Project Spectrum: evoking, focusing and demanding action.

Darryl Georgiou, Andree Woodcock

Research output: Contribution to journalArticlepeer-review


Co-design is sometimes limited to a study of stakeholder involvement in different stages of the design process, or the way in which designers (and others) work together in different types of settings. We argue that such preoccupations are limiting. Rather, we propose that a wider perspective should be taken to describing and understanding the value of design, one which, on the one hand, takes a realistic view of the short term contributions of some activities, but on the other hand emphasises the medium- and long-term intangible contributions to communities of practice and societal needs such projects make. A model is presented and explained using the outcomes from Project Spectrum—concerned with the design of a tailorable, interactive space for children with an autistic spectrum disorder.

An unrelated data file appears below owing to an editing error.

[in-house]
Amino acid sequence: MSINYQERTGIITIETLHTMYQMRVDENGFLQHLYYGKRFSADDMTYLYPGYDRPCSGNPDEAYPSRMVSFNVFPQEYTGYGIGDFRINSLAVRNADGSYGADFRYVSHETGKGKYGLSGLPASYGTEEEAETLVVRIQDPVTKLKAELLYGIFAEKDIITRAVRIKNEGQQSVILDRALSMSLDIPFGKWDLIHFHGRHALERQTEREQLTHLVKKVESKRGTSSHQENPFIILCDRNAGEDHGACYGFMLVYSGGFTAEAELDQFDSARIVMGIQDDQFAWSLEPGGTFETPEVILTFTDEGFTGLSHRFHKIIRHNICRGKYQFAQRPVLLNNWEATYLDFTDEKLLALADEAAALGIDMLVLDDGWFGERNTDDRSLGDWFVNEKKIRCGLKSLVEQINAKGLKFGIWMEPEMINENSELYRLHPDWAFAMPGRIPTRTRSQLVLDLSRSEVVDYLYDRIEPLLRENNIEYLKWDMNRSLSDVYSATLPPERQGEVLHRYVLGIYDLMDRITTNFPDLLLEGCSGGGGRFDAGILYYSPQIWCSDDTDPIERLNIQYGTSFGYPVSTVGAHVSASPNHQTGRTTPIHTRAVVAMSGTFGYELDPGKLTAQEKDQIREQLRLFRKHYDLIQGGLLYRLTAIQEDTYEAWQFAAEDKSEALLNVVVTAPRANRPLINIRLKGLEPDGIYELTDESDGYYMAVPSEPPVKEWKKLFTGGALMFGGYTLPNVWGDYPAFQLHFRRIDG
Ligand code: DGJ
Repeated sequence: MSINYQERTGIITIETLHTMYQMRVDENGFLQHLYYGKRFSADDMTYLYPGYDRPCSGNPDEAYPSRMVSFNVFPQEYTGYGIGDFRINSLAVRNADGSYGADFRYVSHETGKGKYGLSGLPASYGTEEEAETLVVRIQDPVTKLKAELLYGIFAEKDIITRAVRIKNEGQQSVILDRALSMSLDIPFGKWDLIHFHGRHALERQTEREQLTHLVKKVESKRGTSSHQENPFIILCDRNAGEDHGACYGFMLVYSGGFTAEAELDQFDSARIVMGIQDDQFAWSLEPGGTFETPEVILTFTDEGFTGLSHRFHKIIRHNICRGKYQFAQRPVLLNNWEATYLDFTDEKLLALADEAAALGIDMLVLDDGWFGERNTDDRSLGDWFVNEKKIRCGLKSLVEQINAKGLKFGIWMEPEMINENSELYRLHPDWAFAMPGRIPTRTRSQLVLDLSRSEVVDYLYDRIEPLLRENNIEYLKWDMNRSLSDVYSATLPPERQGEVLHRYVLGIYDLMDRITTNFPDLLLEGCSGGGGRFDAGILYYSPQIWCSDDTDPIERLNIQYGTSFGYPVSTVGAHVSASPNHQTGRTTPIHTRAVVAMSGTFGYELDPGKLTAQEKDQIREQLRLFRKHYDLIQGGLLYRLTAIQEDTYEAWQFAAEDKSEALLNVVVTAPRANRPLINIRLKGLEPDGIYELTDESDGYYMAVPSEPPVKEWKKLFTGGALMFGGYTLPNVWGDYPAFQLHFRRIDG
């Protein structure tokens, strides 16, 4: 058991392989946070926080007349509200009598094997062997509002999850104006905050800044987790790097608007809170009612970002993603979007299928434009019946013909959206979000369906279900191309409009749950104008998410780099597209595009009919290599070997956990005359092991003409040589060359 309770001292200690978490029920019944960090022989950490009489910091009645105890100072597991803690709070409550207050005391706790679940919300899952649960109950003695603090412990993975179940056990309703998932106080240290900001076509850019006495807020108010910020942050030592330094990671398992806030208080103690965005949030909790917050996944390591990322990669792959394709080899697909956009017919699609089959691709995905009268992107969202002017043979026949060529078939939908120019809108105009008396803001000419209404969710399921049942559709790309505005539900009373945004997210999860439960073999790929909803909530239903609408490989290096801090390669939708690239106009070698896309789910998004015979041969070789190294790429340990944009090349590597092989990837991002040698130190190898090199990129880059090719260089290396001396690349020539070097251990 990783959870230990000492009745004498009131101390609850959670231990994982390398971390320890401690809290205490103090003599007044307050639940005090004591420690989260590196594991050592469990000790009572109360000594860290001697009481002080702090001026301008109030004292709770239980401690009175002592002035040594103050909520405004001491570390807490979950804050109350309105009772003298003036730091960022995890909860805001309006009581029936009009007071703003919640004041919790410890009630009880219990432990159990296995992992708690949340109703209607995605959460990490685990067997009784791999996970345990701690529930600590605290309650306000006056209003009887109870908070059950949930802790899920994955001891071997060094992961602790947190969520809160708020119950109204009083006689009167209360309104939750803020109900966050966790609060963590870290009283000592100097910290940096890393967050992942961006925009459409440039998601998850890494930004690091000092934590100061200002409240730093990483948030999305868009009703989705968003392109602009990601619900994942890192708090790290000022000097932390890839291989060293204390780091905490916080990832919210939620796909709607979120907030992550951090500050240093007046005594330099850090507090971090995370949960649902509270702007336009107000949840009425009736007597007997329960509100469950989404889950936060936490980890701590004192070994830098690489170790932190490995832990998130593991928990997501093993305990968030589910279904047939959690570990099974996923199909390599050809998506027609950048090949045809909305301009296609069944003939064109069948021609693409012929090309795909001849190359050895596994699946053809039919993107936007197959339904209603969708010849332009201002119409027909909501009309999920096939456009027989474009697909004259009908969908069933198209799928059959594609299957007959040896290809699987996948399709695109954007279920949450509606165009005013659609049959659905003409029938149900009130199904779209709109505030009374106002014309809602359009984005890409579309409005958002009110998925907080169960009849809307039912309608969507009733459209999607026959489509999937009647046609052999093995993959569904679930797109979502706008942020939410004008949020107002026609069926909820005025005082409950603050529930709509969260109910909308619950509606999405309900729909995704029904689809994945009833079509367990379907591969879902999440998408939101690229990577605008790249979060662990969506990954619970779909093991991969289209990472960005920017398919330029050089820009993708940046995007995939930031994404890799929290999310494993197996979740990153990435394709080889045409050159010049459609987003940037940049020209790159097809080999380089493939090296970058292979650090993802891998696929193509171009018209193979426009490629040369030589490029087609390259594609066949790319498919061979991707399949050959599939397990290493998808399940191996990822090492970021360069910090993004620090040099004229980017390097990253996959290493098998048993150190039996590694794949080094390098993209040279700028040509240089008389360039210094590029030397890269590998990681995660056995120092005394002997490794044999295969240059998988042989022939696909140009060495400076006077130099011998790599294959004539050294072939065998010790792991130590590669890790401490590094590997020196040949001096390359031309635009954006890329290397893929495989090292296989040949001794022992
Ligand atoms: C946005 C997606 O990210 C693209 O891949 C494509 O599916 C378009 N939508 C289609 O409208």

Original languageEnglish
Pages (from-to)145-157
Number of pages13
Issue number3
Publication statusPublished - 2007


  • Autism
  • User-centred design
  • Communities of practice
  • Social models of design


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